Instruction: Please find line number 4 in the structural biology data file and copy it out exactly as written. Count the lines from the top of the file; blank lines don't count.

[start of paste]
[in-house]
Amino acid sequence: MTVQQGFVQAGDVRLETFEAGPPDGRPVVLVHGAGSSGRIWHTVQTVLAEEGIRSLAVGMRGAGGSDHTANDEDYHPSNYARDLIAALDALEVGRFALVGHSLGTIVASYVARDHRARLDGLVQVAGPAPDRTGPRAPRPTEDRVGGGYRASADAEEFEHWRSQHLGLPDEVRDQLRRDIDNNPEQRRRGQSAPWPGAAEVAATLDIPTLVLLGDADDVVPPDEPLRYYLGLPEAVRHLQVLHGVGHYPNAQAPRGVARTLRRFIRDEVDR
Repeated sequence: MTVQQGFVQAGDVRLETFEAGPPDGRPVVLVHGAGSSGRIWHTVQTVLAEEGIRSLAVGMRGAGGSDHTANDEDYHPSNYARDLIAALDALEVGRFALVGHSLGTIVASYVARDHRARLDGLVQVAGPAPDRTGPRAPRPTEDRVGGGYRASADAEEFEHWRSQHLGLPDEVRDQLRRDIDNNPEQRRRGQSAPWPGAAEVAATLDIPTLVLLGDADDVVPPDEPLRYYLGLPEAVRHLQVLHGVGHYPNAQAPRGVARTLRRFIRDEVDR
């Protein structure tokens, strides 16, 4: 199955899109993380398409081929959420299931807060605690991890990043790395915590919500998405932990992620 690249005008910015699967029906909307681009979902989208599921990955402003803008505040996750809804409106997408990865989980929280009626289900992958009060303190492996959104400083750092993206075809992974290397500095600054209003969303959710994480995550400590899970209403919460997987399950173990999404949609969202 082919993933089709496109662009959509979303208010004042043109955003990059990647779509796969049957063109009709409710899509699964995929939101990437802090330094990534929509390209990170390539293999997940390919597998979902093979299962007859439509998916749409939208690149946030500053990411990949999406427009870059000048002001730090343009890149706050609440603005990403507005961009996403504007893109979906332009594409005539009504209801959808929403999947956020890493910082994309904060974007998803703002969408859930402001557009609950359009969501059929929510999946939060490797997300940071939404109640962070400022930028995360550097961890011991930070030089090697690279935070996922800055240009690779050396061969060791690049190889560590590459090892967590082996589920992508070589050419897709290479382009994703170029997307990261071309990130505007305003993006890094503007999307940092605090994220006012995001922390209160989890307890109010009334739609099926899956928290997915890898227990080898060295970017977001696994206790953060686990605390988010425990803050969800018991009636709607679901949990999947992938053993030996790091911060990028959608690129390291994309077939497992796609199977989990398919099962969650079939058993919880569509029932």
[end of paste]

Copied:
């Protein structure tokens, strides 16, 4: 199955899109993380398409081929959420299931807060605690991890990043790395915590919500998405932990992620 690249005008910015699967029906909307681009979902989208599921990955402003803008505040996750809804409106997408990865989980929280009626289900992958009060303190492996959104400083750092993206075809992974290397500095600054209003969303959710994480995550400590899970209403919460997987399950173990999404949609969202 082919993933089709496109662009959509979303208010004042043109955003990059990647779509796969049957063109009709409710899509699964995929939101990437802090330094990534929509390209990170390539293999997940390919597998979902093979299962007859439509998916749409939208690149946030500053990411990949999406427009870059000048002001730090343009890149706050609440603005990403507005961009996403504007893109979906332009594409005539009504209801959808929403999947956020890493910082994309904060974007998803703002969408859930402001557009609950359009969501059929929510999946939060490797997300940071939404109640962070400022930028995360550097961890011991930070030089090697690279935070996922800055240009690779050396061969060791690049190889560590590459090892967590082996589920992508070589050419897709290479382009994703170029997307990261071309990130505007305003993006890094503007999307940092605090994220006012995001922390209160989890307890109010009334739609099926899956928290997915890898227990080898060295970017977001696994206790953060686990605390988010425990803050969800018991009636709607679901949990999947992938053993030996790091911060990028959608690129390291994309077939497992796609199977989990398919099962969650079939058993919880569509029932």